So you have a choice, you can either finish the year strong, more energized, and your school in a better place by taking some time away to figure out how to do that. Or you can keep doing what you're doing and just surviving and crawl across the finish line at the end of the year. And try to take some weeks off in the summer to recuperate, and your school is no better than it was. And in fact, you've now instilled some really bad habits habits around just surviving, that you're going to have to try to undo next school year, and you're so exhausted by the time you get to the summer, you can't even think and your expectations start to get lowered. So the choice is yours, take the time away now. Get some perspective, come back and finish the year straw. Or keep doing what you're already doing, keep surviving and get to the finish this school year hit the finish line crawl over that finish line but then have nothing to show for it all of that effort all that time, all of that energy. And the only thing you can say at the end of the year is we survived. So it's up to you. But if you want to do more than survive the school year, I know it's hard to take three days away. But it's harder to not take those three days and continue to stay in survival mode. And so I would invite you to build your slab and to get your tickets, just go to mind steps inc.com/builders-lab That's mind step think.com/builders-lab. And you can get your tickets there. Also, if you want some help between now and builders, lab builder, ship University is where you need to be and now we have a free membership to build a ship University. So you can come into builders University, we have monthly trainings monthly asked me anything sessions where you can come in and ask me anything.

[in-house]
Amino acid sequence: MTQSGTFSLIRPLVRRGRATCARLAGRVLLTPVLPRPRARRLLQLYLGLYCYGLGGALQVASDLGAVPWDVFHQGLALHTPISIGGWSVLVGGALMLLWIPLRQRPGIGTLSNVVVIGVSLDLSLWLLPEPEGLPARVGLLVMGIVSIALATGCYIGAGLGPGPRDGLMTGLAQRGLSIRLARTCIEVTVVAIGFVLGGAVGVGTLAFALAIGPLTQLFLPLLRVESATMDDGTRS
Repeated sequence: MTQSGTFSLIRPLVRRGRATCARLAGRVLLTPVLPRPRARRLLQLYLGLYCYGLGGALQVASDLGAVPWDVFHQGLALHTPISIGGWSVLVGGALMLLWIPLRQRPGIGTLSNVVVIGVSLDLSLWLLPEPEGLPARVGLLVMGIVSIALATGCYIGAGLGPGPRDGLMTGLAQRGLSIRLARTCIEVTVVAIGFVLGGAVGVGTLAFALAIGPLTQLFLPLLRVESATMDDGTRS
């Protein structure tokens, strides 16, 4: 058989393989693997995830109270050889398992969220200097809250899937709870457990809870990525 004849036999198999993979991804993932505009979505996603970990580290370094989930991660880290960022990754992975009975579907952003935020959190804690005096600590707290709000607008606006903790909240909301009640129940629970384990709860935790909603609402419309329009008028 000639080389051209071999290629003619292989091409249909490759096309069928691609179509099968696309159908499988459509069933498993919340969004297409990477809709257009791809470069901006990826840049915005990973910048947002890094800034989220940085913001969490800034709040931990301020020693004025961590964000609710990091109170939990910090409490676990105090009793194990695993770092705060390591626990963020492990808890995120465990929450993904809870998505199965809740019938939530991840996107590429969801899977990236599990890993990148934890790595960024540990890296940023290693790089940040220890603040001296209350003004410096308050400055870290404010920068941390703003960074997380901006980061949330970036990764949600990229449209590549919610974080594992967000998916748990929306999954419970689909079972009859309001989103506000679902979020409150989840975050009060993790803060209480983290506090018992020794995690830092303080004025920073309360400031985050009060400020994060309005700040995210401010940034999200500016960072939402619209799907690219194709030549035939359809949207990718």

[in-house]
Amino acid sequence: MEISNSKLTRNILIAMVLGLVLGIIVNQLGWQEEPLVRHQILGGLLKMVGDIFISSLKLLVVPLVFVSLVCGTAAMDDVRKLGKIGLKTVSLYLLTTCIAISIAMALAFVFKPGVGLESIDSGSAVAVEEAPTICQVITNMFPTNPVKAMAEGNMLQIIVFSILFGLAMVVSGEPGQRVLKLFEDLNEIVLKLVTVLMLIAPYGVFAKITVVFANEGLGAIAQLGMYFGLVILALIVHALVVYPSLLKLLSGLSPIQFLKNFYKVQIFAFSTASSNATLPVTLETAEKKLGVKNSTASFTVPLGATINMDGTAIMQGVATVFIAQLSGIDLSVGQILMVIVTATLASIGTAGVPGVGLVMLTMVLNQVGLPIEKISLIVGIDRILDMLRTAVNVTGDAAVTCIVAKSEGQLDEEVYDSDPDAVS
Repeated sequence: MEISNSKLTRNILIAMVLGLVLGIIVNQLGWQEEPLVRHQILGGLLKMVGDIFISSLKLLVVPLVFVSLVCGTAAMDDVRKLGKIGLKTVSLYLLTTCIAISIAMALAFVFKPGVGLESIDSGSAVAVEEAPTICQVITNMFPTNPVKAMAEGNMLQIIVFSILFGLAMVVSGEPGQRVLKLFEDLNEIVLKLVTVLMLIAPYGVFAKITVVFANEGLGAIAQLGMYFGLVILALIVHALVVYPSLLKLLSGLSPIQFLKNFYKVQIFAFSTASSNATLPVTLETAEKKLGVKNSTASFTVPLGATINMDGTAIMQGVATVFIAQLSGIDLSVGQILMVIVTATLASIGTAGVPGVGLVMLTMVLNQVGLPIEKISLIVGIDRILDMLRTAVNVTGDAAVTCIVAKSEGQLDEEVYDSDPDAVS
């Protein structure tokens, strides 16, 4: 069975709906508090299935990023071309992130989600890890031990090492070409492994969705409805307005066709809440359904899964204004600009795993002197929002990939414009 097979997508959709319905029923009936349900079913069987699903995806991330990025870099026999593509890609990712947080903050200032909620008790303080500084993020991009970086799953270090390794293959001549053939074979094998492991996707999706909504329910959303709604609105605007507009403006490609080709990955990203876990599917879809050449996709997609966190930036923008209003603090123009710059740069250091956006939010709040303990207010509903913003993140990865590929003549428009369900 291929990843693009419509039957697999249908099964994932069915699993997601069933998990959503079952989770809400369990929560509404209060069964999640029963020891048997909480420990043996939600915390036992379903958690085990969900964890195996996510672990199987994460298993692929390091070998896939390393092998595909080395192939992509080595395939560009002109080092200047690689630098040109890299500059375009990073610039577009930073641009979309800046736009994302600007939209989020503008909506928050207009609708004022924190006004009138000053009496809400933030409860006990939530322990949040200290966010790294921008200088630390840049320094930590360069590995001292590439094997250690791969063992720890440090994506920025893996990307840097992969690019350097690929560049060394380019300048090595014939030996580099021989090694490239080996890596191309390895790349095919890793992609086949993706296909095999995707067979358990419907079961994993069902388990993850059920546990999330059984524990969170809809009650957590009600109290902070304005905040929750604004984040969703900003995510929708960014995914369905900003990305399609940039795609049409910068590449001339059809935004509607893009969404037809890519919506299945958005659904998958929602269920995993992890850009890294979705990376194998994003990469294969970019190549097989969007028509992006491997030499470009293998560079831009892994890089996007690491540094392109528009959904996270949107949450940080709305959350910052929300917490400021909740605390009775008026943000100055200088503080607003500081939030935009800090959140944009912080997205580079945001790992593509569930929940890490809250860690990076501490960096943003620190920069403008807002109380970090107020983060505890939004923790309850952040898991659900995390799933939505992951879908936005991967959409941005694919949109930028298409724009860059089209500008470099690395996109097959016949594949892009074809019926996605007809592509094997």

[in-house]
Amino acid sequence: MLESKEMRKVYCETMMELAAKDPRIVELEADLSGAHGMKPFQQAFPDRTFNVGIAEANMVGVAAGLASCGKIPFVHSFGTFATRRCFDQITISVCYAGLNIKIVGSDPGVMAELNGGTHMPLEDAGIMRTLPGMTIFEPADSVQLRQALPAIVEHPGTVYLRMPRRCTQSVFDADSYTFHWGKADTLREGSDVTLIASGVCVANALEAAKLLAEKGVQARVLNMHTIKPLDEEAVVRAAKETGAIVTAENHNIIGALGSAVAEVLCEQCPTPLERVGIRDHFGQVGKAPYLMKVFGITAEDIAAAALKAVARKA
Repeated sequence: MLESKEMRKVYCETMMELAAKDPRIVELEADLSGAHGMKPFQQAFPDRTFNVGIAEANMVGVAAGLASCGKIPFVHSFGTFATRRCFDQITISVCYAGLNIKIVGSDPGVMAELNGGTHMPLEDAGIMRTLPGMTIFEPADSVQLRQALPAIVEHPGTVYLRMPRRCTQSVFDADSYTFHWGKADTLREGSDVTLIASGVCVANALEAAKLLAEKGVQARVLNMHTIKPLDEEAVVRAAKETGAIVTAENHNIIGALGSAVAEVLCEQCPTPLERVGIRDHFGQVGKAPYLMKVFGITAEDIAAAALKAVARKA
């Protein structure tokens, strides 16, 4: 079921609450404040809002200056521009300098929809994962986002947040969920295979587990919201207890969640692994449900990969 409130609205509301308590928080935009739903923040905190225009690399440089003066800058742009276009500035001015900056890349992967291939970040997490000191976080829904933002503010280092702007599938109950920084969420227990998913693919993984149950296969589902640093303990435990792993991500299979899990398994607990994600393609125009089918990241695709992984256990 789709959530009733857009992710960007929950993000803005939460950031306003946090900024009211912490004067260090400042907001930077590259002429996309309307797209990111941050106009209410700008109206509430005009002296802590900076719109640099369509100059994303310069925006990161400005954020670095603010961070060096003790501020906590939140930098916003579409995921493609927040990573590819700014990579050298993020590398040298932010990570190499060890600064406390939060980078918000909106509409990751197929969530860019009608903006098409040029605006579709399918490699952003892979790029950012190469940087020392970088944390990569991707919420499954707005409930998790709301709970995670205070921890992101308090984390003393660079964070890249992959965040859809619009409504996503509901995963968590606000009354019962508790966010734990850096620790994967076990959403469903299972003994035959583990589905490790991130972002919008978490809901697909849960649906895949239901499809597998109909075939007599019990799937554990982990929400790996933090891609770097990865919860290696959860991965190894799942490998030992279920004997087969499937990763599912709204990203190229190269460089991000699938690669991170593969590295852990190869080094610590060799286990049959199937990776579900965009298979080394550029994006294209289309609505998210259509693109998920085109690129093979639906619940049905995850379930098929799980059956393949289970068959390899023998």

You are part of a community of other Builders there.